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Has the Stock Market Ever Been This Expensive?

If you’re afraid of heights, then don’t look down. The current median price / sales ratio on large cap stocks will make your palms sweaty and your mouth dry.

At 2.5x revenue we are at incredibly high levels. Back when the crisis was ending in the first quarter of 2009 and many people had unloaded their stocks at the lows, the price / sales ratio was at the low, low price of 0.80. It was a generational buying opportunity.
What use price / sales?

Conventional wisdom suggests that it’s harder to manipulate revenue than earnings so using a measure of revenue to value the market provides a clearer picture of where we are at today.

That’s simply not true. In my book, What’s Behind the Numbers?, I spend a chapter talking about many ways management teams can pull the wool over investors’ eyes and make revenues look a lot healthier than they really are. This late in the stock market cycle, there’s much more incentive to goose the numbers because management’s wealth is increasingly tied to higher stock prices.

But, even if we assume that the revenues reported by large cap companies is true and sustainable, we are at nosebleed levels.
You don’t need to be a math major to know that when an asset class is trading nearly three standard deviations higher than the norm that risk has increased dramatically. It doesn’t really ever happen. We are in uncharted territory.

Not only are the valuations extreme, it’s the case across the market. When the Internet bubble popped, it was mostly technology stocks that took a beating. In the 2008 financial crisis, many stock rebounded faster and more sharply than the major indexes.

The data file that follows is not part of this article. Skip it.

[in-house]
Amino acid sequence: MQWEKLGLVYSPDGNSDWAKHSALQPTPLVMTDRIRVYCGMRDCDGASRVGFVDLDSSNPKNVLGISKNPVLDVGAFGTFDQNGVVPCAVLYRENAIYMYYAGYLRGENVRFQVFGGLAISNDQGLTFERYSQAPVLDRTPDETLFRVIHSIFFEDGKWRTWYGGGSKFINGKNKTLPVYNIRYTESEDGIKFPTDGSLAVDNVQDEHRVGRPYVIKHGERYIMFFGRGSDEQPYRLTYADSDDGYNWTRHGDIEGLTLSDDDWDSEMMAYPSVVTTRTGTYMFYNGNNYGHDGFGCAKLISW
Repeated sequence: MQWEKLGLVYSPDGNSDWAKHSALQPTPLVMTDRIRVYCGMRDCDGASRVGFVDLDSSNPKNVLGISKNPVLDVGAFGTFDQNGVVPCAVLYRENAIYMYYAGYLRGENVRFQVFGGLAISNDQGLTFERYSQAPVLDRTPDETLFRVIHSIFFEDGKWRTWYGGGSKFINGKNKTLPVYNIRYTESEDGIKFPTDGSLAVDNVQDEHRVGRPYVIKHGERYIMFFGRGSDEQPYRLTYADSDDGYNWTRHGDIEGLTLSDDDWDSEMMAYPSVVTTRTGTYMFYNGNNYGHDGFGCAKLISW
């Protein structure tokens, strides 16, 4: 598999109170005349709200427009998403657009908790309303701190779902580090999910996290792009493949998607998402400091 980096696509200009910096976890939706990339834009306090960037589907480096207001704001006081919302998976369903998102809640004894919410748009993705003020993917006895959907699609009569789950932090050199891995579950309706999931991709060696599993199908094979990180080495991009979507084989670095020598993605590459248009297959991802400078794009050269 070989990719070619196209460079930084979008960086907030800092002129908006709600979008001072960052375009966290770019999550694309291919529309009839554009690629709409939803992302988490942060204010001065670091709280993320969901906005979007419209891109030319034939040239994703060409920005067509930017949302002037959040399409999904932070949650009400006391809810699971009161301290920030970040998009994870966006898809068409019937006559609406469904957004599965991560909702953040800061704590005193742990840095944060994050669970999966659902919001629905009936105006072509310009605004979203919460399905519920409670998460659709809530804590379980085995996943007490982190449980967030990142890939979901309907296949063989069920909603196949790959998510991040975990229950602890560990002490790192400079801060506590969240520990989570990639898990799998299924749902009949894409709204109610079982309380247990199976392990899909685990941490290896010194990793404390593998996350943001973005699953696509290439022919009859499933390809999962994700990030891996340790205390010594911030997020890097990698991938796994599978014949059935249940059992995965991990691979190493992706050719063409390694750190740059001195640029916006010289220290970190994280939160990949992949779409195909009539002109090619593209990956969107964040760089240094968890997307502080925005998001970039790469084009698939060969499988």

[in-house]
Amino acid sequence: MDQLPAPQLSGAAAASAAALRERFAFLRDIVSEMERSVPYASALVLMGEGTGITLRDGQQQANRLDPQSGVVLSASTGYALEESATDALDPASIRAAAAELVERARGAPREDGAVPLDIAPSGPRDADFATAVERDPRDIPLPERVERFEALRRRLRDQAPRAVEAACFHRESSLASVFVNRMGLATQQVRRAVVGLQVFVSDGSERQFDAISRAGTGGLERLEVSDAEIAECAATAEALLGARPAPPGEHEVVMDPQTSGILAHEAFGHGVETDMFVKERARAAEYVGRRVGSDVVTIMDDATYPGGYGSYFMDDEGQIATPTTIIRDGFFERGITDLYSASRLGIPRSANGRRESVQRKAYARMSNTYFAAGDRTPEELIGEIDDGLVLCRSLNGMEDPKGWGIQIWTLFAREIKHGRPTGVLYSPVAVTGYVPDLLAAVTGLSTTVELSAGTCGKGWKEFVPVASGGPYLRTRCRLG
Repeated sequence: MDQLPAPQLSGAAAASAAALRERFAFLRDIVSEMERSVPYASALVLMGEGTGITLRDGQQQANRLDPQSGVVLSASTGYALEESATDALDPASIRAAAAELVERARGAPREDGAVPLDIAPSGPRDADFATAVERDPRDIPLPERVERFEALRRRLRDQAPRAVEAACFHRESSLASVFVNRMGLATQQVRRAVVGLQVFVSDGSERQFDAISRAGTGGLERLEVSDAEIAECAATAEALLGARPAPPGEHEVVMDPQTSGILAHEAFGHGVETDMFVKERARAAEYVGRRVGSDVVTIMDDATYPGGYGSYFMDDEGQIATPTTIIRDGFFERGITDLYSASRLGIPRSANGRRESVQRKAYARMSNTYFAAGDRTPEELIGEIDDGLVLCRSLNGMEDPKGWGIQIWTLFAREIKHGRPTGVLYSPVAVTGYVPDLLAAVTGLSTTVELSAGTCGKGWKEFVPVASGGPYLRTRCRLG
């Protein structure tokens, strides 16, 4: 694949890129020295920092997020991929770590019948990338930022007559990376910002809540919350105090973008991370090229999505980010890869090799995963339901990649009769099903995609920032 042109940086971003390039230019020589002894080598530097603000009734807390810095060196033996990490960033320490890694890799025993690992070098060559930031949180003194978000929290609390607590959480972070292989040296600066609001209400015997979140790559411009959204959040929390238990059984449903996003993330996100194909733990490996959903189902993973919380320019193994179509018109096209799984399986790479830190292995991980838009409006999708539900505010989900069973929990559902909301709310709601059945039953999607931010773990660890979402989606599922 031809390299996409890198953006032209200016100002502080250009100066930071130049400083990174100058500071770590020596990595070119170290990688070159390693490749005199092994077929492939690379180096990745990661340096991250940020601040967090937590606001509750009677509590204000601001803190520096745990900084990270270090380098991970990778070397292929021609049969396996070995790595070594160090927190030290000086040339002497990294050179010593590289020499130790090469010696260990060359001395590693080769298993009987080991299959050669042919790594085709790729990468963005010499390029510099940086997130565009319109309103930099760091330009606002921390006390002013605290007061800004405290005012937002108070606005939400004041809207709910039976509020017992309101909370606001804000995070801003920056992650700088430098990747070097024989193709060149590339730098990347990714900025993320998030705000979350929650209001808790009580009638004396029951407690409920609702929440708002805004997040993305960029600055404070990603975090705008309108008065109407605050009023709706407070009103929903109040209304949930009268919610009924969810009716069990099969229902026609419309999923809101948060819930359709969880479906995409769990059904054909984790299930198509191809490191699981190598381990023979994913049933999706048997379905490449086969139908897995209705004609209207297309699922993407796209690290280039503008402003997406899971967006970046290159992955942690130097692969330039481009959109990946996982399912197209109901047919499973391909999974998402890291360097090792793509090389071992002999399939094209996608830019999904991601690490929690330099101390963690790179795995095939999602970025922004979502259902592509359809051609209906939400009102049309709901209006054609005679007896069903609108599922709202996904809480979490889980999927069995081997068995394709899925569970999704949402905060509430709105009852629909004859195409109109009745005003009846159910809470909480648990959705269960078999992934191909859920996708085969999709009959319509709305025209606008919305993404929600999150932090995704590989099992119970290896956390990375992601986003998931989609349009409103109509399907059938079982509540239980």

This time around though, there’s nowhere to hide. Everything is priced to perfection. That doesn’t mean the stock market is going to crash tomorrow. But, it does mean future returns are likely to be much lower. In fact, when the ratio is over 1.5x, the returns are just 2.5% annualized! It also means that in this game of hot potato you might be the one getting your fingers burned if you’re not starting to work some hedges into your portfolio.

John Del Vecchio

About John Del Vecchio Author of Rule of 72: How to Compound Your Money and Uncover Hidden Stock Profits and What’s Behind The Numbers: A Guide To Exposing Financial Chicanery And Avoiding Huge Losses In Your Portfolio, John is a forensic accountant at heart. Standing on the shoulders of the great David Tice, James O’Shaughnessy and Dr. Howard Schilit, he built a framework of algorithms and a multi-factor grading system that has made him one of the more successful short-sellers around. John graduated Summa Cum Laude from Bryant College with a B.S. in Finance and was awarded Beta Gamma Sigma honors. He earned the right to use the Chartered Financial Analyst designation in September 2001.

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